Gov. Mary Fallin has signed into law a bill she says clarifies the state Department of Labor's role in asbestos removal projects in buildings and structures.

The measure signed Monday eliminates language related to asbestos abatement in private and public facilities. It clarifies that the Department of Labor is the primary authority for asbestos abatement on job sites.

In addition, the agency has signed a cooperative agreement with the Department of Environmental Quality clarifying jurisdictional authorities in asbestos cleanup projects.

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Oklahoma News
12:27 pm
Mon April 20, 2015

Tulsa County Sheriff Says Robert Bates' Training Records Were Not Falsified

Tulsa County Sheriff Stanley Glanz
Credit tcso.org

The Tulsa County sheriff says he doesn't believe training records were falsified in connection to a volunteer deputy who fatally shot a man after mistaking his handgun for a stun gun.

Sheriff Stanley Glanz said Monday he's known the volunteer, insurance executive Robert Bates, for about 25 years.

Bates is charged with second-degree manslaughter in the death of Eric Harris, who was shot after running from officers during a sting investigation.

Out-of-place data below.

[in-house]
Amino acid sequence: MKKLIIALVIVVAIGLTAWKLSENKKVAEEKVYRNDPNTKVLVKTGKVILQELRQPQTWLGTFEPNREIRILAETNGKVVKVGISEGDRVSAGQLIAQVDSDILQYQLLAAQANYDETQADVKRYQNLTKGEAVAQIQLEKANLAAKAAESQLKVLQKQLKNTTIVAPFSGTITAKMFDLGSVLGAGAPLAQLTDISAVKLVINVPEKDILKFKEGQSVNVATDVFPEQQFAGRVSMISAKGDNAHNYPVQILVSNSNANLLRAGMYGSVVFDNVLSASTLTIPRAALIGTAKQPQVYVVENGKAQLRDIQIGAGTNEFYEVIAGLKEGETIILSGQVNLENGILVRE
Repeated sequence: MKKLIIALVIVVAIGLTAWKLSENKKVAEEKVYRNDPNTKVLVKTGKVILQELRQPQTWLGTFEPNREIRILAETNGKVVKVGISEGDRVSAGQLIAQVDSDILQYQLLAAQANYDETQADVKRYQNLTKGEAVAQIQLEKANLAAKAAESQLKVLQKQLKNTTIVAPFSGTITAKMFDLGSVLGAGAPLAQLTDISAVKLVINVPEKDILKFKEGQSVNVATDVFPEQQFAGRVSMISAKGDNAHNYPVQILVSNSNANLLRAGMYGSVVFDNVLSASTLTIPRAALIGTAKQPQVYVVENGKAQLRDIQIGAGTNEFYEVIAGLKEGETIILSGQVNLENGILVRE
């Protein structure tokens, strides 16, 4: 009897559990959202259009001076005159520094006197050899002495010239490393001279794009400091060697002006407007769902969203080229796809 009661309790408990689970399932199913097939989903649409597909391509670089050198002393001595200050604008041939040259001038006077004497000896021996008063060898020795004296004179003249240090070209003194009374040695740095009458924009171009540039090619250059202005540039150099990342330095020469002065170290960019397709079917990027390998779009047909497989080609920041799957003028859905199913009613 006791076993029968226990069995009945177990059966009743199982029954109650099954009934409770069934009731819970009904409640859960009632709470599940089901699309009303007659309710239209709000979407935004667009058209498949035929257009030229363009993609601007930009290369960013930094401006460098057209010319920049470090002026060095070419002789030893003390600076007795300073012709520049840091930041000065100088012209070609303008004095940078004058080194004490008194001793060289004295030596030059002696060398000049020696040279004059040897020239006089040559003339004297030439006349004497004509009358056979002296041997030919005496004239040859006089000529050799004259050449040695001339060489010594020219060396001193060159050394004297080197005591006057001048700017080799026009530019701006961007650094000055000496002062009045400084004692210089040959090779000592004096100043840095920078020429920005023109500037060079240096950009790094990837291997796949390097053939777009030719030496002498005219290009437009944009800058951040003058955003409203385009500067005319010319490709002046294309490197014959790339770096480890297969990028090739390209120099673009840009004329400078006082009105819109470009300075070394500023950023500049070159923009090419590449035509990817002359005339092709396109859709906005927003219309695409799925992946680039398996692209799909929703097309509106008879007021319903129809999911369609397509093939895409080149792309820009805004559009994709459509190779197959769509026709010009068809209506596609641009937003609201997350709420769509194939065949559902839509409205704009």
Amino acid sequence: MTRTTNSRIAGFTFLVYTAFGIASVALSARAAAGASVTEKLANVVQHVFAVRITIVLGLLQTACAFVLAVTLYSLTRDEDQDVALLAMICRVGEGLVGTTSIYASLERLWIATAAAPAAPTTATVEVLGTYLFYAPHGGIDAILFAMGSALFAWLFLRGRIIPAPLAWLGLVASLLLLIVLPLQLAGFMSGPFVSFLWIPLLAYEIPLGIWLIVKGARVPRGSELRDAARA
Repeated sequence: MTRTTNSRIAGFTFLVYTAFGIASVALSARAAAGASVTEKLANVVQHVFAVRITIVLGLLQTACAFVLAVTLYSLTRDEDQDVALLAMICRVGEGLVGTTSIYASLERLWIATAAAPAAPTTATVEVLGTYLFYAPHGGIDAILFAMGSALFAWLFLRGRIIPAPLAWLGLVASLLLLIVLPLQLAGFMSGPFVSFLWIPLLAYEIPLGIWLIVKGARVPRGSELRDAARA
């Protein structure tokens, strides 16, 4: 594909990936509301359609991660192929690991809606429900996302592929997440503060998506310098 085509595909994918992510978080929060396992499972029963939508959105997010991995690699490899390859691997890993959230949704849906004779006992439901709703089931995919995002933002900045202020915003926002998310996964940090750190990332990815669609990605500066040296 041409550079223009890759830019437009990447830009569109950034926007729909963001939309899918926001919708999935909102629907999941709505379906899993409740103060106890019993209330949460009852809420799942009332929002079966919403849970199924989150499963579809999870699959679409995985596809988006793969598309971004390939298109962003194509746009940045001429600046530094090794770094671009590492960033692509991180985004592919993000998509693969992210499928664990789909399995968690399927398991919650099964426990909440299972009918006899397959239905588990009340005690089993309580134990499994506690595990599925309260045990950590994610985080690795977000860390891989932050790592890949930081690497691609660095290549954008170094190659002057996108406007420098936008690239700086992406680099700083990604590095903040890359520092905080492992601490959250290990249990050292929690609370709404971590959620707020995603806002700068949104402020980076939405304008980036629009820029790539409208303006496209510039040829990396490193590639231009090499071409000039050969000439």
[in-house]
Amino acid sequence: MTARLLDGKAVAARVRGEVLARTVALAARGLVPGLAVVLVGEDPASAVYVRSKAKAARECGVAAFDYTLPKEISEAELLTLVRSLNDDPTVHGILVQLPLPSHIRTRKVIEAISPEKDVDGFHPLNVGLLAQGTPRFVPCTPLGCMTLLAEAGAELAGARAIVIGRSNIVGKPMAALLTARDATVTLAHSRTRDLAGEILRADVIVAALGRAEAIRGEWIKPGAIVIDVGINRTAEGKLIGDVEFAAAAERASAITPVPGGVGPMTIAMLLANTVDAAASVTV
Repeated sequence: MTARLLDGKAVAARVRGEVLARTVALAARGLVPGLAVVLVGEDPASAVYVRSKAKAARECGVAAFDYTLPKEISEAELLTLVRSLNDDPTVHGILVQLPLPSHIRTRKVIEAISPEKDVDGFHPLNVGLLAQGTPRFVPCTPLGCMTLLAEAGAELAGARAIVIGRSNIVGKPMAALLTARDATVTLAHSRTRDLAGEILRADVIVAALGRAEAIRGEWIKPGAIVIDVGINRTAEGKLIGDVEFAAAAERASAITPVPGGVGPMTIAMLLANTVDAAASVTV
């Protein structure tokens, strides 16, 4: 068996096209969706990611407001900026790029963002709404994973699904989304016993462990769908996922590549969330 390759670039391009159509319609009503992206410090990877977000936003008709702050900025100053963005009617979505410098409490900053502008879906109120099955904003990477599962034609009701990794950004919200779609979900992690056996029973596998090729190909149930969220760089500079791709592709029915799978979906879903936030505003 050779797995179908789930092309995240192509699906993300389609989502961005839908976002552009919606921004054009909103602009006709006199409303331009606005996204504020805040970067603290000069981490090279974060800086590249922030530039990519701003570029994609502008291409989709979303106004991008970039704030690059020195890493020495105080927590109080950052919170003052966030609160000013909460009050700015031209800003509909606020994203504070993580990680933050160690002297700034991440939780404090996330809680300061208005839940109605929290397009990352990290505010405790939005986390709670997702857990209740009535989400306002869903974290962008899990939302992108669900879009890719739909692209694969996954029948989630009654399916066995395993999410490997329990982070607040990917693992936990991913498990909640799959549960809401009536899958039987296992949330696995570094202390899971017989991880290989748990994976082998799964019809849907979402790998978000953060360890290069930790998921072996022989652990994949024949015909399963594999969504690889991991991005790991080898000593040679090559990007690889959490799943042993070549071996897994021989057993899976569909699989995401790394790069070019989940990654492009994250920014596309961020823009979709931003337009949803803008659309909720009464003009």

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OKC Bombing: 20 Years Later
10:28 am
Mon April 20, 2015

Legacy Of The Oklahoma City Bombing

The Alfred P. Murrah Federal Building on May 19, 1995, exactly one month after the bombing. It was demolished four days later.
Than217 Wikimedia Commons

What does the Oklahoma City bombing mean now, two decades later? Will the memory and meaning of April 19, 1995, gradually recede into a distant echo?

That's hard to believe as one considers the extensive observances and media coverage this month. The grief and shock of what happened are as palpable as ever: On a sunny Wednesday morning, a terrorist bomb ripped apart the Alfred P. Murrah Federal Building, killing 168 men, women and children. Those who saw it will never forget the black smoke rising in the sky, the bloody images of the  injured, and the wreckage of the  building marring the downtown skyline.

This multimedia story, including a video and a podcast, revolves around a question: What has changed because of the bombing? Oklahoma Watch spoke with several experts or leaders about their views on the impact of the worst act of domestic terrorism in U.S. history.

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Education
8:01 am
Mon April 20, 2015

Student Population Growth A Major Concern For Some Oklahoma School Districts